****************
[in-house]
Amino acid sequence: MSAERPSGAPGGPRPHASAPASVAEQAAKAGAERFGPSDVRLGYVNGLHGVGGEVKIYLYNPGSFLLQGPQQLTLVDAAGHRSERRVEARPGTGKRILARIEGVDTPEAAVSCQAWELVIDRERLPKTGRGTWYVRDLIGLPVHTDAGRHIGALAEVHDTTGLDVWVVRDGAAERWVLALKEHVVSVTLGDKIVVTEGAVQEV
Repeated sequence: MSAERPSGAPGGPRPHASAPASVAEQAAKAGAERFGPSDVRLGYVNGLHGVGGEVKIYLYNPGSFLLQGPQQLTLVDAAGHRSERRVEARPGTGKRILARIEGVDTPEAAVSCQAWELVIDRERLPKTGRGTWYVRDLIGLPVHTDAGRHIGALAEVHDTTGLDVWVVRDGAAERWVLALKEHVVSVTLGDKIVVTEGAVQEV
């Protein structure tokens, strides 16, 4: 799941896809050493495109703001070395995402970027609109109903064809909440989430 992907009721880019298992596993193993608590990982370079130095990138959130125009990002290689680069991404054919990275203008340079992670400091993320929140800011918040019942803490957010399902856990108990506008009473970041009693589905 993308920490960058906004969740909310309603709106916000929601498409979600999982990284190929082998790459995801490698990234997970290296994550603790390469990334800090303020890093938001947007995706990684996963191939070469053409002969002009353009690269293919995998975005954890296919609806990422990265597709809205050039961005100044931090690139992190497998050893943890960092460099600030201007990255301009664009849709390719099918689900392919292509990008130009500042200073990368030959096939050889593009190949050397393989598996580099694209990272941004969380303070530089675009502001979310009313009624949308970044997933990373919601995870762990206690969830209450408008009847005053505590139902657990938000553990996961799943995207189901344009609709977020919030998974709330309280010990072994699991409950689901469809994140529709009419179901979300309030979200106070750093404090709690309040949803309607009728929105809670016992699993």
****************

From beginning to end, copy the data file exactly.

[in-house]
Amino acid sequence: MSAERPSGAPGGPRPHASAPASVAEQAAKAGAERFGPSDVRLGYVNGLHGVGGEVKIYLYNPGSFLLQGPQQLTLVDAAGHRSERRVEARPGTGKRILARIEGVDTPEAAVSCQAWELVIDRERLPKTGRGTWYVRDLIGLPVHTDAGRHIGALAEVHDTTGLDVWVVRDGAAERWVLALKEHVVSVTLGDKIVVTEGAVQEV
Repeated sequence: MSAERPSGAPGGPRPHASAPASVAEQAAKAGAERFGPSDVRLGYVNGLHGVGGEVKIYLYNPGSFLLQGPQQLTLVDAAGHRSERRVEARPGTGKRILARIEGVDTPEAAVSCQAWELVIDRERLPKTGRGTWYVRDLIGLPVHTDAGRHIGALAEVHDTTGLDVWVVRDGAAERWVLALKEHVVSVTLGDKIVVTEGAVQEV
């Protein structure tokens, strides 16, 4: 799941896809050493495109703001070395995402970027609109109903064809909440989430 992907009721880019298992596993193993608590990982370079130095990138959130125009990002290689680069991404054919990275203008340079992670400091993320929140800011918040019942803490957010399902856990108990506008009473970041009693589905 993308920490960058906004969740909310309603709106916000929601498409979600999982990284190929082998790459995801490698990234997970290296994550603790390469990334800090303020890093938001947007995706990684996963191939070469053409002969002009353009690269293919995998975005954890296919609806990422990265597709809205050039961005100044931090690139992190497998050893943890960092460099600030201007990255301009664009849709390719099918689900392919292509990008130009500042200073990368030959096939050889593009190949050397393989598996580099694209990272941004969380303070530089675009502001979310009313009624949308970044997933990373919601995870762990206690969830209450408008009847005053505590139902657990938000553990996961799943995207189901344009609709977020919030998974709330309280010990072994699991409950689901469809994140529709009419179901979300309030979200106070750093404090709690309040949803309607009728929105809670016992699993």